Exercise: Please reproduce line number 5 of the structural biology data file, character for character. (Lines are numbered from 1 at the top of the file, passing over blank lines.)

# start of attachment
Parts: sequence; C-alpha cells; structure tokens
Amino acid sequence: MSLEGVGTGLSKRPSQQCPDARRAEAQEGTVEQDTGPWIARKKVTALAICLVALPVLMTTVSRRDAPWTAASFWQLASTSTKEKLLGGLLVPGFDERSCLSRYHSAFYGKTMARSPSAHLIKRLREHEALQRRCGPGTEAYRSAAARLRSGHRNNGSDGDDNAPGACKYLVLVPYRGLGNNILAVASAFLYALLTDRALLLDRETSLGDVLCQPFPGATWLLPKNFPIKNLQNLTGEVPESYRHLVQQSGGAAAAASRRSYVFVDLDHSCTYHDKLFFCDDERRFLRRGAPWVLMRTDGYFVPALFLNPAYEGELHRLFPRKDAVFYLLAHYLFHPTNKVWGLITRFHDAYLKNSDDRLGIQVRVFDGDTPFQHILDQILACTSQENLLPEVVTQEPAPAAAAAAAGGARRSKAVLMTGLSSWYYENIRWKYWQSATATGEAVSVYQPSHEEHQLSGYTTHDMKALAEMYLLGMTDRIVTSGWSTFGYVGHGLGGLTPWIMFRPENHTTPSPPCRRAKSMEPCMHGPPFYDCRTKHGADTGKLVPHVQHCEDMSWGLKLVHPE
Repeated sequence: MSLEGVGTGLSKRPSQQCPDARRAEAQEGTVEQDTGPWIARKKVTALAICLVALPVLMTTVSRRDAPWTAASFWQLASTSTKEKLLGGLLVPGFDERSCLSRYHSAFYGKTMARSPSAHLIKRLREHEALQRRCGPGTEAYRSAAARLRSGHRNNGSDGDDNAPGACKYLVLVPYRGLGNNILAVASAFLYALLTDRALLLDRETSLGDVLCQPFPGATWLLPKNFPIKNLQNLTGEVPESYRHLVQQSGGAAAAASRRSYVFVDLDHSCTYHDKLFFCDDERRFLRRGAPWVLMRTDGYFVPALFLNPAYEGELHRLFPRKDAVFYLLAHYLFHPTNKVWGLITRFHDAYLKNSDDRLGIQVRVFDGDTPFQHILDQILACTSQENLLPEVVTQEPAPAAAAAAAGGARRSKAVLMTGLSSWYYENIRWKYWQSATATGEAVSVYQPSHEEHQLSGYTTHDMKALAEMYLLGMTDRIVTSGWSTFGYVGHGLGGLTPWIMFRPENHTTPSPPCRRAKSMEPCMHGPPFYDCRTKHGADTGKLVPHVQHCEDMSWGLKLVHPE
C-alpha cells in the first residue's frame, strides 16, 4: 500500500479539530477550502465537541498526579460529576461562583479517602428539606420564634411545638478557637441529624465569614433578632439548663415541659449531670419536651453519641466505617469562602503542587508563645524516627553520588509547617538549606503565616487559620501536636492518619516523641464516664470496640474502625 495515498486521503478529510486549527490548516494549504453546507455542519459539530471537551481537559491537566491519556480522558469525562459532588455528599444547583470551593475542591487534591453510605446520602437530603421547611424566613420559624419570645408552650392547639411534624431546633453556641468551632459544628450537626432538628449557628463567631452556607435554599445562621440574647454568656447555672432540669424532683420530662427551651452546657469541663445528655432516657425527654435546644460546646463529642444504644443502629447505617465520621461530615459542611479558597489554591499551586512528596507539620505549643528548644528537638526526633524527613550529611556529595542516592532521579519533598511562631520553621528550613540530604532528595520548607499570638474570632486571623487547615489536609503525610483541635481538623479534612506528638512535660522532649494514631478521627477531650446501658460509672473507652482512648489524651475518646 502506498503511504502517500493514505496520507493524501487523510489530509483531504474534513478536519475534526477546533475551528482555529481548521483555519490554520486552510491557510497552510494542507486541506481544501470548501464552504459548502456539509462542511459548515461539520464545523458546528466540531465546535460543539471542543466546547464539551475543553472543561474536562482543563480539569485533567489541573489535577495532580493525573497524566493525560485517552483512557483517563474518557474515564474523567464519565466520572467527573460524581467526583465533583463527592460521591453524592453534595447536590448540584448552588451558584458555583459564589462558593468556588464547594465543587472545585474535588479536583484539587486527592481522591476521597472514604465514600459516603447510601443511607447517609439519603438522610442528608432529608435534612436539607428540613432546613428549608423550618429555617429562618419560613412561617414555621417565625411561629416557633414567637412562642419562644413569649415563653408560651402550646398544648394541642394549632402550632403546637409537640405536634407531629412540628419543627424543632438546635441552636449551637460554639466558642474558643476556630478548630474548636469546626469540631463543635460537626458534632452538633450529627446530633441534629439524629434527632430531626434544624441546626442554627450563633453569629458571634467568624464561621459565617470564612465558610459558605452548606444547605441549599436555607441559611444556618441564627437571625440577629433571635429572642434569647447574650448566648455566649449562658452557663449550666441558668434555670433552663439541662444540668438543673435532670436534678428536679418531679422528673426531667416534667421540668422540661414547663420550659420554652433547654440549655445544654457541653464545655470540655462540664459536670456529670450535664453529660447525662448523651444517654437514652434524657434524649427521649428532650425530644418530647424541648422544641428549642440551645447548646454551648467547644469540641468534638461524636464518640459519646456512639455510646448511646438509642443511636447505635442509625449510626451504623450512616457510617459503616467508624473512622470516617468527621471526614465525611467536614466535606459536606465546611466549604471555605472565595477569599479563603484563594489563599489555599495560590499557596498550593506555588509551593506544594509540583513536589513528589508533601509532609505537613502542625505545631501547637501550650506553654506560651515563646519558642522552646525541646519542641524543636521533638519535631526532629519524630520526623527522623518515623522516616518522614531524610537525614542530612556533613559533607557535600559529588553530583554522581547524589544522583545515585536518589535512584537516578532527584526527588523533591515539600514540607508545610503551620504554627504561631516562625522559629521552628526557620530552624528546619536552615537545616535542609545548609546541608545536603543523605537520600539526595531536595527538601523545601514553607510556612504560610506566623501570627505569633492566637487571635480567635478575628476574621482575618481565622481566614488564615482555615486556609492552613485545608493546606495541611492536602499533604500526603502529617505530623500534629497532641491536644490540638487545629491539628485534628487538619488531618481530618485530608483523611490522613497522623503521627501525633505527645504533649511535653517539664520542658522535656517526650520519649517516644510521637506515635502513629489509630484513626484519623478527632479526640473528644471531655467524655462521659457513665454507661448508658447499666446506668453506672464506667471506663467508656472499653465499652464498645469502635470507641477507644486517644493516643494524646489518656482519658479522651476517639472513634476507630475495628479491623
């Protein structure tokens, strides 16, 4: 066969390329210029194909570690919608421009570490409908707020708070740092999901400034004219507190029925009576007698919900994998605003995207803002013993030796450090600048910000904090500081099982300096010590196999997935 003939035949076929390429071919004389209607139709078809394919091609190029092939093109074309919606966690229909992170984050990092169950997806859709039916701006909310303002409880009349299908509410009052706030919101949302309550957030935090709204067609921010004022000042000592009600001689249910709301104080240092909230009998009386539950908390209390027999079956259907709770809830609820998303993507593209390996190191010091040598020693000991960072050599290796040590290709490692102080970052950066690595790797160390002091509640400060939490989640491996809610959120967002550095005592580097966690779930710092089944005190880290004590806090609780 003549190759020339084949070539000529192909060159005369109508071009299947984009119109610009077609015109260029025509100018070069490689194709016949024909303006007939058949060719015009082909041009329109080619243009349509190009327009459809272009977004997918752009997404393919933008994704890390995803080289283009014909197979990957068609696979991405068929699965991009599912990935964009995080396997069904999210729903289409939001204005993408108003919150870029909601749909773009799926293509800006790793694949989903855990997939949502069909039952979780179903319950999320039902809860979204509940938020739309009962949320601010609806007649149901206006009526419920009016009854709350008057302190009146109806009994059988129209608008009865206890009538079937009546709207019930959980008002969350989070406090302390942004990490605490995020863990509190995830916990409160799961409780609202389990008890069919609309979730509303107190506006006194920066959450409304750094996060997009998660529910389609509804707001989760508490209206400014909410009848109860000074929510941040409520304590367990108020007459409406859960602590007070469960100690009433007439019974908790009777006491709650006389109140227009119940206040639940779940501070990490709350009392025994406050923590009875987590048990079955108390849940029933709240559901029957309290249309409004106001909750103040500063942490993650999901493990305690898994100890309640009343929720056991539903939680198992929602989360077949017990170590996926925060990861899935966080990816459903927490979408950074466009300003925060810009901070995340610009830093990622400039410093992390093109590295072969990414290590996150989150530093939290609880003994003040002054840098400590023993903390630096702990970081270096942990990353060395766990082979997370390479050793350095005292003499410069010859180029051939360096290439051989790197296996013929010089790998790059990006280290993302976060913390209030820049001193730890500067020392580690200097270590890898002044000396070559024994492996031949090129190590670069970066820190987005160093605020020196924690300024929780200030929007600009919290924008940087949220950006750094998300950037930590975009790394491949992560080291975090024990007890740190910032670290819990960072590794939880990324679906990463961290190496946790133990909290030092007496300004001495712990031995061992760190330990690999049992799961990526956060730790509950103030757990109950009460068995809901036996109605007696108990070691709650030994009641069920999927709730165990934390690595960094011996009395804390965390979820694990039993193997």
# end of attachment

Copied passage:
């Protein structure tokens, strides 16, 4: 066969390329210029194909570690919608421009570490409908707020708070740092999901400034004219507190029925009576007698919900994998605003995207803002013993030796450090600048910000904090500081099982300096010590196999997935 003939035949076929390429071919004389209607139709078809394919091609190029092939093109074309919606966690229909992170984050990092169950997806859709039916701006909310303002409880009349299908509410009052706030919101949302309550957030935090709204067609921010004022000042000592009600001689249910709301104080240092909230009998009386539950908390209390027999079956259907709770809830609820998303993507593209390996190191010091040598020693000991960072050599290796040590290709490692102080970052950066690595790797160390002091509640400060939490989640491996809610959120967002550095005592580097966690779930710092089944005190880290004590806090609780 003549190759020339084949070539000529192909060159005369109508071009299947984009119109610009077609015109260029025509100018070069490689194709016949024909303006007939058949060719015009082909041009329109080619243009349509190009327009459809272009977004997918752009997404393919933008994704890390995803080289283009014909197979990957068609696979991405068929699965991009599912990935964009995080396997069904999210729903289409939001204005993408108003919150870029909601749909773009799926293509800006790793694949989903855990997939949502069909039952979780179903319950999320039902809860979204509940938020739309009962949320601010609806007649149901206006009526419920009016009854709350008057302190009146109806009994059988129209608008009865206890009538079937009546709207019930959980008002969350989070406090302390942004990490605490995020863990509190995830916990409160799961409780609202389990008890069919609309979730509303107190506006006194920066959450409304750094996060997009998660529910389609509804707001989760508490209206400014909410009848109860000074929510941040409520304590367990108020007459409406859960602590007070469960100690009433007439019974908790009777006491709650006389109140227009119940206040639940779940501070990490709350009392025994406050923590009875987590048990079955108390849940029933709240559901029957309290249309409004106001909750103040500063942490993650999901493990305690898994100890309640009343929720056991539903939680198992929602989360077949017990170590996926925060990861899935966080990816459903927490979408950074466009300003925060810009901070995340610009830093990622400039410093992390093109590295072969990414290590996150989150530093939290609880003994003040002054840098400590023993903390630096702990970081270096942990990353060395766990082979997370390479050793350095005292003499410069010859180029051939360096290439051989790197296996013929010089790998790059990006280290993302976060913390209030820049001193730890500067020392580690200097270590890898002044000396070559024994492996031949090129190590670069970066820190987005160093605020020196924690300024929780200030929007600009919290924008940087949220950006750094998300950037930590975009790394491949992560080291975090024990007890740190910032670290819990960072590794939880990324679906990463961290190496946790133990909290030092007496300004001495712990031995061992760190330990690999049992799961990526956060730790509950103030757990109950009460068995809901036996109605007696108990070691709650030994009641069920999927709730165990934390690595960094011996009395804390965390979820694990039993193997």